The Financial Accounting Standards Board (FASB) recently released its long-awaited standard addressing revenue recognition. Existing U.S. generally accepted accounting principles (GAAP) were largely developed on a piecemeal basis and are industry- or transactional-focused. Consequently, economically similar transactions sometimes resulted in different revenue recognition. Accounting Standards Update (ASU) 2014-09, “Revenue From Contracts With Customers (Topic 606),” adopts a standardized approach for revenue recognition. This was a joint effort with the International Accounting Standards Board (IASB), resulting in converged guidance under both GAAP and International Financial Reporting Standards (IFRS). Of course, companies will report the same total amount of revenue over time, but the timing of the recognition could be accelerated or delayed when compared with current practices.
A Core Principle and a Five-Step Approach
The new ASU is based on a core principle: “Recognize revenue to depict the transfer of promised goods or services to customers in an amount that reflects the consideration to which the entity expects to be entitled in exchange for those goods or services.” To achieve this principle, the guidance spells out several steps that a company must take when determining when to recognize revenue on its financial statements.
- Identify the contract with a customer.
- Identify the separate performance obligations in the contract.
- Determine the transaction price.
- Allocate the transaction price to the separate performance obligations.
- Recognize revenue when (or as) performance obligations are satisfied.
Is This a Big Deal for Banks?
The new ASU could be a challenge from two perspectives. First, there are certain industries for which there will be wholesale changes, including the software, telecommunication and real estate industries. For the banking industry, wholesale changes are not expected—largely because much of a bank’s revenue comes from financial instruments (including debt securities, loans and derivatives), and many of those are scoped out. That is not to say that banks won’t be affected, because most will. But for most banks, the effect is not likely to be significant.
Second, the challenge for banks (as well as other industries) will be taking the core principle and accompanying steps and figuring out how the guidance applies. In other words, the five steps provided are not written with a specific industry in mind, so a shift in thinking will be necessary to evaluate how the accounting will change for those transactions that will apply to banks. A few areas of potential application for banks include:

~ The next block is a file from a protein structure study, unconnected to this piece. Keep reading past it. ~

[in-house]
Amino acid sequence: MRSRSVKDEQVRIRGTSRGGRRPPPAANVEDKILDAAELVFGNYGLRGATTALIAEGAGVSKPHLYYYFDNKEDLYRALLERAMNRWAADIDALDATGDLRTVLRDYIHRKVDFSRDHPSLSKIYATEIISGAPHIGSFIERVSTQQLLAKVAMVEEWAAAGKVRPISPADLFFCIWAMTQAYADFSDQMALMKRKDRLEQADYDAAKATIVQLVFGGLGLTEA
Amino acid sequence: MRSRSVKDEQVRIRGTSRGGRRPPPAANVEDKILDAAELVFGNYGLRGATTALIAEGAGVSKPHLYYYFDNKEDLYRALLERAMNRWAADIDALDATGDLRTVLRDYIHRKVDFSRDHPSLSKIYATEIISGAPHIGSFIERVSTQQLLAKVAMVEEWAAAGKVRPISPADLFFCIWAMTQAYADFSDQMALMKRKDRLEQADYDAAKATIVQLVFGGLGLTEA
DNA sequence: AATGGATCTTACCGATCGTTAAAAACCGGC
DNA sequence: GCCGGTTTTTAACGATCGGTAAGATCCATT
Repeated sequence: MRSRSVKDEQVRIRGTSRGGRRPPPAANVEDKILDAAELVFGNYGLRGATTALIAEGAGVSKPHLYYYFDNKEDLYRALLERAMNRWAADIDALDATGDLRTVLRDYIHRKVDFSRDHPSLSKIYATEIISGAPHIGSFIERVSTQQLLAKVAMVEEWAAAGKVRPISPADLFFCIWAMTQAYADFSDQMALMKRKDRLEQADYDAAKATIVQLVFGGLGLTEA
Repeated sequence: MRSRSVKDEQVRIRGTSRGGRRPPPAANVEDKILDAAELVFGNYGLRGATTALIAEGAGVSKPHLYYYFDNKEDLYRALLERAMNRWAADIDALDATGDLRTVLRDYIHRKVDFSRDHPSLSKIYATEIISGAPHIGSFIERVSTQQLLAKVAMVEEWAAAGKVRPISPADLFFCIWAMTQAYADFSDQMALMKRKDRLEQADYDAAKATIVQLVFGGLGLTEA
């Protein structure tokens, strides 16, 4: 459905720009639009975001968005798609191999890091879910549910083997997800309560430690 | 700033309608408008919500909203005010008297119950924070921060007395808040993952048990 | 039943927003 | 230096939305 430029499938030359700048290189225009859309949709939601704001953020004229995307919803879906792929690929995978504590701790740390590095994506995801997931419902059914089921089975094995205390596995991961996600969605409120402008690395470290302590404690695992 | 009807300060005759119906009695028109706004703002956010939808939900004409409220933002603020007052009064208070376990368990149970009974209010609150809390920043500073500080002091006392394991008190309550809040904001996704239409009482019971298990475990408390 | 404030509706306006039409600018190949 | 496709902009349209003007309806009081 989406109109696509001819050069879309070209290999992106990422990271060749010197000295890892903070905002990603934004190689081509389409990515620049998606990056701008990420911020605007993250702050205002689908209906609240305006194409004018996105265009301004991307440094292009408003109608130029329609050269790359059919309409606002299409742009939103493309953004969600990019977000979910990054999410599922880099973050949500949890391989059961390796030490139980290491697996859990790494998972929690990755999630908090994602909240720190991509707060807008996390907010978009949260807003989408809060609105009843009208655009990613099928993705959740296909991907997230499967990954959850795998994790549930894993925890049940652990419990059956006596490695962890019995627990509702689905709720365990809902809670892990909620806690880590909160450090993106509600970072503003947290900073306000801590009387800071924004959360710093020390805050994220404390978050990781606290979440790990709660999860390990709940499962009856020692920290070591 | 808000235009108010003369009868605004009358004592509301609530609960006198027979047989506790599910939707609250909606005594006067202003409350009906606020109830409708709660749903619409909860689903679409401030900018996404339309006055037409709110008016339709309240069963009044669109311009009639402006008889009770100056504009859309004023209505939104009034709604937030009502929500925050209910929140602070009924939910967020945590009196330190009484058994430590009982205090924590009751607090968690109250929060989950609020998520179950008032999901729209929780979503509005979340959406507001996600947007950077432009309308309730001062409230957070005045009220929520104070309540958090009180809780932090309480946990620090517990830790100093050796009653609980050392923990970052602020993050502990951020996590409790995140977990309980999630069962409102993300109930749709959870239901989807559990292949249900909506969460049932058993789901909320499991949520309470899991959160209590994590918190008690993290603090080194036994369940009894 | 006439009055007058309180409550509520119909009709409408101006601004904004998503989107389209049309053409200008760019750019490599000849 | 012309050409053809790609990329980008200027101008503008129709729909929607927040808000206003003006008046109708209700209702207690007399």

- Loyalty point programs
- Asset management fees
- Credit card interchange fees
- Deposit account fees
The boards provided a lengthy implementation time for the new rules, giving companies time to develop and put in place new controls and processes. The ASU is effective for public companies for annual reporting periods (including interim reporting periods within) beginning after Dec. 15, 2016; early implementation is not allowed. For nonpublic companies, the guidance is effective for annual reporting periods beginning after Dec. 15, 2017, and interim and annual reporting periods thereafter. Early adoption is permitted for nonpublic companies with certain caveats.
Help Is on the Way
In addition to establishing a revenue recognition working group to own the guidance, the American Institute of Certified Public Accountants (AICPA) created 16 different industry task forces charged with providing industry-specific guidance. One of those 16 task forces is the depository institutions revenue recognition task force. With the issuance of the standard, the work now can begin.
In addition, the FASB and the IASB are forming a joint transition resource group, which will consist of 15 to 20 specialists representing preparers, auditors, regulators, users, and other stakeholders. Its objective will be to promote effective implementation and transition.
At just more than 700 pages, the new standard is the longest the FASB has ever issued. This was a major undertaking by the boards, and given the girth of the standard and the fact that it is not industry specific, it’s safe to say it’s just going to take time to digest.